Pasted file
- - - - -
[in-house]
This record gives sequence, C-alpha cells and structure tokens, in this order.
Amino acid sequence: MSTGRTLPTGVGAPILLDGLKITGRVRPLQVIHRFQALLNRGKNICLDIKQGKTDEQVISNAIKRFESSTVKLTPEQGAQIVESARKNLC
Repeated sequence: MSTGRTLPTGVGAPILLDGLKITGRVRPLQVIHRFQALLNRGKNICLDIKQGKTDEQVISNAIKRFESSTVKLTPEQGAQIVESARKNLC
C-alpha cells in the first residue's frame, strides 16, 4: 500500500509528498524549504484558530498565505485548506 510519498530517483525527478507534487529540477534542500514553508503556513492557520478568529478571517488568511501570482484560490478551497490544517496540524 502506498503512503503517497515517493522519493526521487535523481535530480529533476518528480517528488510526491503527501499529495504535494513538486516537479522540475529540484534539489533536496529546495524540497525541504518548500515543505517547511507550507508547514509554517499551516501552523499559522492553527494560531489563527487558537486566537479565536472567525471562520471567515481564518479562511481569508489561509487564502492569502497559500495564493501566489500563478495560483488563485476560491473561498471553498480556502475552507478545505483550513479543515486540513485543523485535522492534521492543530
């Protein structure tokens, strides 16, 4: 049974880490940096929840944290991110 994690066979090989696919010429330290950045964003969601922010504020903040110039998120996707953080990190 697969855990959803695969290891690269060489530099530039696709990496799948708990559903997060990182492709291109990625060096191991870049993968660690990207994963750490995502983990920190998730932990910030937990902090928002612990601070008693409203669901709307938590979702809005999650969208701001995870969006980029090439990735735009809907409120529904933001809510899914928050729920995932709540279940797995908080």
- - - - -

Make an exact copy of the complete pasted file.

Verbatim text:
[in-house]
This record gives sequence, C-alpha cells and structure tokens, in this order.
Amino acid sequence: MSTGRTLPTGVGAPILLDGLKITGRVRPLQVIHRFQALLNRGKNICLDIKQGKTDEQVISNAIKRFESSTVKLTPEQGAQIVESARKNLC
Repeated sequence: MSTGRTLPTGVGAPILLDGLKITGRVRPLQVIHRFQALLNRGKNICLDIKQGKTDEQVISNAIKRFESSTVKLTPEQGAQIVESARKNLC
C-alpha cells in the first residue's frame, strides 16, 4: 500500500509528498524549504484558530498565505485548506 510519498530517483525527478507534487529540477534542500514553508503556513492557520478568529478571517488568511501570482484560490478551497490544517496540524 502506498503512503503517497515517493522519493526521487535523481535530480529533476518528480517528488510526491503527501499529495504535494513538486516537479522540475529540484534539489533536496529546495524540497525541504518548500515543505517547511507550507508547514509554517499551516501552523499559522492553527494560531489563527487558537486566537479565536472567525471562520471567515481564518479562511481569508489561509487564502492569502497559500495564493501566489500563478495560483488563485476560491473561498471553498480556502475552507478545505483550513479543515486540513485543523485535522492534521492543530
């Protein structure tokens, strides 16, 4: 049974880490940096929840944290991110 994690066979090989696919010429330290950045964003969601922010504020903040110039998120996707953080990190 697969855990959803695969290891690269060489530099530039696709990496799948708990559903997060990182492709291109990625060096191991870049993968660690990207994963750490995502983990920190998730932990910030937990902090928002612990601070008693409203669901709307938590979702809005999650969208701001995870969006980029090439990735735009809907409120529904933001809510899914928050729920995932709540279940797995908080």